Samples for LBC testing were processed without centrifugation, as described in a consensus protocol.21 Briefly, amniotic fluid samples were mixed by inversion for a minimum of 2 minutes to ensure resuspension of lamellar bodies, and the lamellar bodies were then enumerated using the CBC mode of the analyzer. The results from the platelet channel were recorded as the LBC.

Stability and Effect of Sample Freezing

To assess the stability of lamellar bodies, 4 samples with immature, transitional, or mature TDx-FLM II results were stored at 4°C for up to 33 days (range, 20–33 days) and tested on at least 6 separate occasions (range, 6–9). Aliquots of 25 samples were stored at −80°C for at least 24 hours (range, 16–156 days; median, 74 days) to ascertain the effect of a single freeze-thaw cycle.

For electron microscopy studies, 2 aliquots of 3 amniotic fluid samples were prepared. One aliquot was stored at 4°C and the other at −20°C for 24 hours. The −20°C aliquot was thawed at 37°C, and both samples were then centrifuged for 15 minutes at 1,000g. The pellets were sequentially fixed in 2% paraformaldehyde/2.5% glutaraldehyde and 1% osmium tetroxide. Pellets were dehydrated, embedded in EMbed 812 resin (Electron Microscopy Sciences, Hatfield, PA), sectioned, and stained with 1% uranyl acetate and lead citrate. Sections were viewed on a Hitachi H7500 transmission electron microscope (Hitachi High Technologies America, Pleasanton, CA). The 4°C and the −20°C samples were prepared and viewed simultaneously. The diameter of at least 530 lamellar bodies was measured manually by comparing the scale bar with each lamellar body for each condition tested.

Interference From Whole Blood and Meconium

To assess the potential interference from whole blood contamination, freshly collected EDTA anticoagulated whole blood was added to pooled amniotic fluid samples. Ten pools of amniotic fluid were prepared that spanned an LBC of 8,000 to 60,000/μL. For each pool, whole blood was added to achieve a ratio of 1:10, and the amniotic fluid was then serially diluted 2-fold to a final ratio of 1:1,280. To control for the dilution effect, a parallel series of dilutions was prepared using 0.9% saline. Specimens were incubated at room temperature on a rocker for 30 minutes before determining the LBC using the Coulter Ac·T diff2.

To assess the potential interference from meconium contamination, meconium was added to pooled amniotic fluid samples. Eight pools of amniotic fluid were prepared that spanned an LBC of 2,000 to 30,000/μL. Meconium specimens were obtained from each of 3 newborns and added to 0.9% saline to achieve 3 meconium solutions with a final concentration of 10 g/L. For each amniotic fluid pool, a meconium solution was added to achieve a meconium concentration range of 0.02 to 5.0 g/L. To control for the dilution effect, a parallel series of dilutions was prepared using 0.9% saline. Specimens were incubated on a room temperature rocker for 30 minutes before determining the LBC using the Coulter Ac·T diff2.

Statistics

Linearity, stability, interference, and method comparison data were evaluated with GraphPad Prism software, version 4.0 (GraphPad, San Diego, CA). GraphPad Prism, version 5.0, was used for Deming regression analysis.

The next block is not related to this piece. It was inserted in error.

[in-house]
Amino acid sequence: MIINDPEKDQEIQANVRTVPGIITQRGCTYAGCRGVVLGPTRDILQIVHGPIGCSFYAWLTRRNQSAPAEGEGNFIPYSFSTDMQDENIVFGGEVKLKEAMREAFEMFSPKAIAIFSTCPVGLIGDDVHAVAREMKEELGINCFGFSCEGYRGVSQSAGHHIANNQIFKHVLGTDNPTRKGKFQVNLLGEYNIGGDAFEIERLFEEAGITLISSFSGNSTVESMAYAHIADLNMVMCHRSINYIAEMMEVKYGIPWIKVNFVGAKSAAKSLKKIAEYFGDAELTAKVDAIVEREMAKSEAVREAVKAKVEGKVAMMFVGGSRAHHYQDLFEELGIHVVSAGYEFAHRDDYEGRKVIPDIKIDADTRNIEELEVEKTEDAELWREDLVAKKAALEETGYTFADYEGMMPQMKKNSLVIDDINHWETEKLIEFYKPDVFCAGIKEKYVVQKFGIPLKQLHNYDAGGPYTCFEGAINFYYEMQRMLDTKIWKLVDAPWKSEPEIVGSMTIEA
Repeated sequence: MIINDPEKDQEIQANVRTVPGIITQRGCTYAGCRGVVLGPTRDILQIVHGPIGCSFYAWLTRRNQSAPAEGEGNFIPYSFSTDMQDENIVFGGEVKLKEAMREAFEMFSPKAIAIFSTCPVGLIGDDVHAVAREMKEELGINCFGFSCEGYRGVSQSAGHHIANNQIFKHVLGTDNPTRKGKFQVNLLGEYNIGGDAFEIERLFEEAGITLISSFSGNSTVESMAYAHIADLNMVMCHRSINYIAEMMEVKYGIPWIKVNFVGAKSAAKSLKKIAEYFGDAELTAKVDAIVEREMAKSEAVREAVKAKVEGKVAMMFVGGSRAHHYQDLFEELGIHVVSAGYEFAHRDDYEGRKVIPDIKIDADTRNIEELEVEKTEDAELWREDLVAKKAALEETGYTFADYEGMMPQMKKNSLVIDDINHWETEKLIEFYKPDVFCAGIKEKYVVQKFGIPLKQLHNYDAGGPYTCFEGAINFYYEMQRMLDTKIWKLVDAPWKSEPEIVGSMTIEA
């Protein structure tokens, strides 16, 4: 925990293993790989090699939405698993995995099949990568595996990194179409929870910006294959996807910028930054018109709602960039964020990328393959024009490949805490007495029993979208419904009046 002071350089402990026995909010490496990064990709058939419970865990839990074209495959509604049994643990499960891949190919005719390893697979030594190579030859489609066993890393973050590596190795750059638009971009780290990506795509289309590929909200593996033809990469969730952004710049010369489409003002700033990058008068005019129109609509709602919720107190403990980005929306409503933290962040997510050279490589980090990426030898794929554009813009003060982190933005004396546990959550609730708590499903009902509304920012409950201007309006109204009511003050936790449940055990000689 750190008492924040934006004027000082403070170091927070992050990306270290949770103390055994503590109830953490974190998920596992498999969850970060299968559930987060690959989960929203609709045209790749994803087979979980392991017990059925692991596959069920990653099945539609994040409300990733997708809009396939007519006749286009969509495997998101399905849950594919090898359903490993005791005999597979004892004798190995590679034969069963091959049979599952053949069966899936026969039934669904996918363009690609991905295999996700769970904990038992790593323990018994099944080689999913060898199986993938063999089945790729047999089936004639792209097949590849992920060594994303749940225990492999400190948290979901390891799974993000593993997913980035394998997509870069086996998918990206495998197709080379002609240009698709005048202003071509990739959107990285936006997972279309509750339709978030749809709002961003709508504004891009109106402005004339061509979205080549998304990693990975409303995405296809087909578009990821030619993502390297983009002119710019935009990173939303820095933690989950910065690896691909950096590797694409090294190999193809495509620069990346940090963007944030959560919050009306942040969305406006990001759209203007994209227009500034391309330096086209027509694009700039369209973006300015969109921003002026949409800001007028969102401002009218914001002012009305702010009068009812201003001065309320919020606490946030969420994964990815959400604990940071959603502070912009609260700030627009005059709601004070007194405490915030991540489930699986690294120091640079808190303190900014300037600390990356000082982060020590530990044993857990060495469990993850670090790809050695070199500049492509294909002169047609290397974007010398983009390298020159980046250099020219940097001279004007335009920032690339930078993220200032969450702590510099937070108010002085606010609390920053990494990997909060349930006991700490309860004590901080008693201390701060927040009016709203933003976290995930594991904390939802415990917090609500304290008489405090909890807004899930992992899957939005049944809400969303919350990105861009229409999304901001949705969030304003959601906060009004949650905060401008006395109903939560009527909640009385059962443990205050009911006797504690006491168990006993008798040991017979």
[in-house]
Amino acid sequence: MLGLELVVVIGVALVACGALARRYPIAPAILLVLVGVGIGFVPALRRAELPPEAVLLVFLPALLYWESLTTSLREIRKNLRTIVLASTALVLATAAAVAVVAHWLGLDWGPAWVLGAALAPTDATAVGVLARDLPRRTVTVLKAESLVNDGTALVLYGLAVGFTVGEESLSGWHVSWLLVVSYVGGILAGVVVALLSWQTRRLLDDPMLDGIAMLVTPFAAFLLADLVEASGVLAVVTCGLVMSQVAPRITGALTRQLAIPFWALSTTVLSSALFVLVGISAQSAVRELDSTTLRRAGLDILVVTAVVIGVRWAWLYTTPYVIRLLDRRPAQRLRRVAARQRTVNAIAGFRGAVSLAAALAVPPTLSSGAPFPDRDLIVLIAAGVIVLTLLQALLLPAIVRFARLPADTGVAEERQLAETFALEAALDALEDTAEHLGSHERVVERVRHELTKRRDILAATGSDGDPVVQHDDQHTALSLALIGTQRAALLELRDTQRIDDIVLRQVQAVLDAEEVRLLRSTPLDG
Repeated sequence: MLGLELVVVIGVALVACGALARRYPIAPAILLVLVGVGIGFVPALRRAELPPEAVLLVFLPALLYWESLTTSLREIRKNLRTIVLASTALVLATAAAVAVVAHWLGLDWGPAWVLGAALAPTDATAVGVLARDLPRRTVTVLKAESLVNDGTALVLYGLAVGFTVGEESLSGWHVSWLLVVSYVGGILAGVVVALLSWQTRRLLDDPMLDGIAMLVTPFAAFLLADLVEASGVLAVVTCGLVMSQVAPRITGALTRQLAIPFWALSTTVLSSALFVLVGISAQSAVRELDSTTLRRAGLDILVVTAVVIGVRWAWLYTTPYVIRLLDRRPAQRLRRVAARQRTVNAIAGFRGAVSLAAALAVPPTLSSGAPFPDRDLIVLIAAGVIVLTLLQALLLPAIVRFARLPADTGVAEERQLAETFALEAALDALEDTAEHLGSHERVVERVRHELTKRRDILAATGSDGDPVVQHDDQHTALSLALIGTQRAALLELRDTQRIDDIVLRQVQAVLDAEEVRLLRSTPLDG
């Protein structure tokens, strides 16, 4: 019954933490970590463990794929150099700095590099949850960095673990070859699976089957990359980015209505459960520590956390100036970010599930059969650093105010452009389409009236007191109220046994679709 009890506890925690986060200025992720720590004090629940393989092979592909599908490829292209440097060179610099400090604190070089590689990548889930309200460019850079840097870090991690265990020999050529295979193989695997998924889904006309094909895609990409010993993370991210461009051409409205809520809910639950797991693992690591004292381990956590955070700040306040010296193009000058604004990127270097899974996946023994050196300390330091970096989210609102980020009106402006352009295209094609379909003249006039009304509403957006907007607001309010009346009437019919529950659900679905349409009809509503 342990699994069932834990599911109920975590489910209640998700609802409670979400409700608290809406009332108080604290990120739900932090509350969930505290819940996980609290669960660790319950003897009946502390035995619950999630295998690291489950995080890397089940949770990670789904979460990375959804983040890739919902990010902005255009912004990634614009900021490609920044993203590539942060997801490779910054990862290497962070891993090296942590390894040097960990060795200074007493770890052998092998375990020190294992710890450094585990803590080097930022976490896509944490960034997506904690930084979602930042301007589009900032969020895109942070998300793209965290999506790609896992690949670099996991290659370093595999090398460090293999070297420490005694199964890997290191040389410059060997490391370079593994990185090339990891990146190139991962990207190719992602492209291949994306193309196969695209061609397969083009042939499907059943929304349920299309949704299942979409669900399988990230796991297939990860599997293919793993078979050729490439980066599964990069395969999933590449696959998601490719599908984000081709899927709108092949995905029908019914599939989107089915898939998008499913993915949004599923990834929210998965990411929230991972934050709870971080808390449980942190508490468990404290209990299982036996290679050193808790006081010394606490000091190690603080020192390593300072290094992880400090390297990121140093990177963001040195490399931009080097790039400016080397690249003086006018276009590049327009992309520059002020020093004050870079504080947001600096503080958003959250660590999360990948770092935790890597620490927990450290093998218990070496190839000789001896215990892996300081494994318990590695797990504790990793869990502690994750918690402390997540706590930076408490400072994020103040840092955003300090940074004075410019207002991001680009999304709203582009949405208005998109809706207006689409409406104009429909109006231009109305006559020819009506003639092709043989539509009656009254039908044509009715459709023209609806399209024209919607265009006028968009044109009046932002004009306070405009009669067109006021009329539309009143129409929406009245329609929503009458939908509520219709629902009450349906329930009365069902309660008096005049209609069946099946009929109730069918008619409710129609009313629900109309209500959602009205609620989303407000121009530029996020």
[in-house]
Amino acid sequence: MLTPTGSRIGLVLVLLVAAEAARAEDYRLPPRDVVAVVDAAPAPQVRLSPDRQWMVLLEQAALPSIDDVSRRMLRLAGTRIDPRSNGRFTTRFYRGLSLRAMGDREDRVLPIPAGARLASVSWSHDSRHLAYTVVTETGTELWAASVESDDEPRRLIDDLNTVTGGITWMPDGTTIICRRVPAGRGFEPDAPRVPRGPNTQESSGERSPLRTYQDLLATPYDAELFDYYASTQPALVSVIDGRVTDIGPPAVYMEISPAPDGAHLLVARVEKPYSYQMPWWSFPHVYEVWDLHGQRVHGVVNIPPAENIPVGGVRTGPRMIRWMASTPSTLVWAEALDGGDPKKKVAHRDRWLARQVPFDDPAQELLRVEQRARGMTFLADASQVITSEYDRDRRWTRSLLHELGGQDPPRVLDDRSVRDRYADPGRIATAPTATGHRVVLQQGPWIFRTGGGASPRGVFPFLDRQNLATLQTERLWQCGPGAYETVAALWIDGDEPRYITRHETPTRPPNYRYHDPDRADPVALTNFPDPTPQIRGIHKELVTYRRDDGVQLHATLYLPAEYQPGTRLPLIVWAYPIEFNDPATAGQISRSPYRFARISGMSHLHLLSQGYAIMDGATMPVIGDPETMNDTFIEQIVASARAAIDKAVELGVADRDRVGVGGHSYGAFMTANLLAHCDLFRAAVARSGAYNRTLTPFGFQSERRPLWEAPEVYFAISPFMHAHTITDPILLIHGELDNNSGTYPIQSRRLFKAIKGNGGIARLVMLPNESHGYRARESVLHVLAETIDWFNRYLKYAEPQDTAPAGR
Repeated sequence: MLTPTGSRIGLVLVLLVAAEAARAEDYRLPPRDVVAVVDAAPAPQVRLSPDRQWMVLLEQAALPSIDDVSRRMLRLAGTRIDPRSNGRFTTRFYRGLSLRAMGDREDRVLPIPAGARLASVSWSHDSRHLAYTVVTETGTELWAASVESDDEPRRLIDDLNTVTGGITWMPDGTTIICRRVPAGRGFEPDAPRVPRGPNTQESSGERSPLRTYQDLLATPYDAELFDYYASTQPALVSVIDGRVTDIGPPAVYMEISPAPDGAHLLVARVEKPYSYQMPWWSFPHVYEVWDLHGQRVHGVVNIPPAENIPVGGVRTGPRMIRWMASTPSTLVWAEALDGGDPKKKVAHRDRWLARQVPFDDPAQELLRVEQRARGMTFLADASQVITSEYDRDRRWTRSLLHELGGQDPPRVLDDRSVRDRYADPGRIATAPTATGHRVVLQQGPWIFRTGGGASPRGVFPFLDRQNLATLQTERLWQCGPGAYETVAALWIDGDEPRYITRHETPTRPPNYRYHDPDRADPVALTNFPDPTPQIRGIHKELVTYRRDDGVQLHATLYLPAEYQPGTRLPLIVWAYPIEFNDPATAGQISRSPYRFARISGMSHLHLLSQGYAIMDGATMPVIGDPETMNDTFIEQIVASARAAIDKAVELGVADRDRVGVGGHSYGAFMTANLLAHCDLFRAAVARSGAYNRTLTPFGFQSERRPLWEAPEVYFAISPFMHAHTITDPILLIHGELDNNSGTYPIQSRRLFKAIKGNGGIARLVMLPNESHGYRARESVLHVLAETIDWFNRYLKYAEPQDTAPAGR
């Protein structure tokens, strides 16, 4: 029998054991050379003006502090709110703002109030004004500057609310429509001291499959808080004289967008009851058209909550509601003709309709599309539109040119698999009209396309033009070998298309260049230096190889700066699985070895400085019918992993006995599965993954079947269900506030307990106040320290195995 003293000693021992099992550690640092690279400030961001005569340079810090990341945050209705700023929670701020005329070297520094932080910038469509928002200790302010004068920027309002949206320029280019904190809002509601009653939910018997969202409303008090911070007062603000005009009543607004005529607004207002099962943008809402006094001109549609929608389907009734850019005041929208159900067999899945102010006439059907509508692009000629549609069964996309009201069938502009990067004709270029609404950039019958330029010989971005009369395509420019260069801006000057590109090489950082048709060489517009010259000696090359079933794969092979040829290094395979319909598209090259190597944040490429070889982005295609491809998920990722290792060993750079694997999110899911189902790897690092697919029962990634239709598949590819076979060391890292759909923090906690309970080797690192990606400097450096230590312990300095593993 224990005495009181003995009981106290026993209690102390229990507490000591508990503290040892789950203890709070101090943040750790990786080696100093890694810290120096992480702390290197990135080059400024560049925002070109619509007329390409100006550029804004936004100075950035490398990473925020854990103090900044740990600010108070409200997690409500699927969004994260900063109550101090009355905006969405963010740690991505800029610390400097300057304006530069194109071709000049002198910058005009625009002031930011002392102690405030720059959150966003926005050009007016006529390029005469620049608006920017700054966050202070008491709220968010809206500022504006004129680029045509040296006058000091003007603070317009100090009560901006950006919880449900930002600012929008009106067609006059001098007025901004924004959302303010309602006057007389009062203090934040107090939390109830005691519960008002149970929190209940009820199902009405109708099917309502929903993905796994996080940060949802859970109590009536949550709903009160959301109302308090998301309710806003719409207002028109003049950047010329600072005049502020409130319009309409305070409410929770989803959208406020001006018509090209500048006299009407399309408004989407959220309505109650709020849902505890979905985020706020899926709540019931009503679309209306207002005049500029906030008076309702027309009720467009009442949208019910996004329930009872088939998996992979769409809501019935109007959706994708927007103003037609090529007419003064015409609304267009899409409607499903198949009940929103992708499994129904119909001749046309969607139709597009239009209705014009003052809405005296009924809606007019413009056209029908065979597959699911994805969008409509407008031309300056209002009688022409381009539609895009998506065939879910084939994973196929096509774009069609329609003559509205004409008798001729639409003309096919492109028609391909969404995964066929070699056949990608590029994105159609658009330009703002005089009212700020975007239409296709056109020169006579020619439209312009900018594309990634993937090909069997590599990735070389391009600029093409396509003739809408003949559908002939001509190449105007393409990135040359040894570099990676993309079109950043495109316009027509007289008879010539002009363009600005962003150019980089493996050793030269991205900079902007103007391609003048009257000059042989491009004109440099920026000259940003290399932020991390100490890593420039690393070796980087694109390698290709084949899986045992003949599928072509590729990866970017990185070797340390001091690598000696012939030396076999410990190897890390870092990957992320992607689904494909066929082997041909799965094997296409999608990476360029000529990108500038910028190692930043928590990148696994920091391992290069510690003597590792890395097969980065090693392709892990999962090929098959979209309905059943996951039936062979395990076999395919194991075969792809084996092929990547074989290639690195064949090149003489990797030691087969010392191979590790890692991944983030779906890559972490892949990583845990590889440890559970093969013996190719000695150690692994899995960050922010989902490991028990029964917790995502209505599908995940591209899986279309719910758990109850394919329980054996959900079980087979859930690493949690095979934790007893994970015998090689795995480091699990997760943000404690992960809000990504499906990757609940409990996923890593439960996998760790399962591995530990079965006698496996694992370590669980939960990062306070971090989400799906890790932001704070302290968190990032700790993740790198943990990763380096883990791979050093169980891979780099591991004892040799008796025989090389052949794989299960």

Results

Imprecision

Intra-assay and interassay imprecision studies were performed with amniotic fluid samples. Intra-assay imprecision was evaluated by determining the LBC in 3 amniotic fluid samples 11 times. For the Coulter LH 750, intra-assay imprecision was as follows: 1.8%, mean 25,300 counts/μL; 2.5%, mean 33,100 counts/μL; and 2.1%, mean 53,600 counts/μL. The Sysmex XE-2100 had the following intra-assay imprecision: 4.7%, mean 24,500 counts/μL; 4.3%, mean 35,000 counts/μL; and 2.3%, mean 54,600 counts/μL. The Coulter Ac·T diff2 had the following intra-assay imprecision: 21.8%, mean 14,600 counts/μL; 12.2%, mean 27,500 counts/μL; and 5.8%, mean 59,800 counts/μL. Interassay imprecision was assessed by measuring the LBC in 4 amniotic fluid samples on 6 separate days. For the Coulter LH 750, interassay imprecision was as follows: 5.1%, mean 14,800 counts/μL; 4.8%, mean 28,700 counts/μL; 3.4%, mean 54,700 counts/μL; and 1.9%, mean 66,000 counts/μL. Interassay imprecision for the Sysmex XE-2100 was as follows: 7.1%, mean 13,800 counts/μL; 3.4%, mean 30,300 counts/μL; 1.3%, mean 58,200 counts/μL; and 2.9%, mean 67,300 counts/μL.

Linearity

Linearity was determined by using mixtures of amniotic fluid specimens with a high and a low LBC to produce final proportions (high/low) of 1.0, 0.75, 0.50, 0.25, 0.10, and 0.05, tested in triplicate, and the results were compared against the expected LBC Figure 1. The maximum deviation from the target recovery was 14.3% at a concentration of 14,000 counts/μL on the Coulter LH 750 analyzer. Comparison between the measured and expected results yielded the following linear regression equations: Coulter LH 750, y = 1.027x – 0.821; r 2 = 0.997; Sysmex XE-2100, y = 0.981x – 0.446; r 2 = 0.999; and Coulter Ac·T diff2, y = 1.061x – 1.628; r 2 = 0.996. These equations and coefficients of determination indicate excellent linearity of the hematology analyzers in the concentration range from 1,000 to 80,000 counts/μL.

Figure 1

Linearity of 3 automated hematology analyzers for enumerating lamellar bodies in amniotic fluid. A patient sample with a high lamellar body count (LBC) was diluted with a patient specimen with a low LBC and each specimen tested in triplicate. Linear regression equations and coefficients of determination (r 2) are shown. A, Coulter LH 750, y = 1.027x – 0.821; r 2 = 0.997. B, Sysmex XE-2100, y = 0.981x – 0.446; r 2 = 0.999. C, Coulter Ac·T diff2, y = 1.061x – 1.628; r 2 = 0.996.

Stability and Effect of Sample Freezing

The stability of lamellar bodies in amniotic fluid at 4°C is shown in Figure 2. The Coulter Ac·T diff2 analyzer had the largest deviation from the initial LBC value at a lamellar body concentration of 20,000 counts/μL with a coefficient of variation of 15%.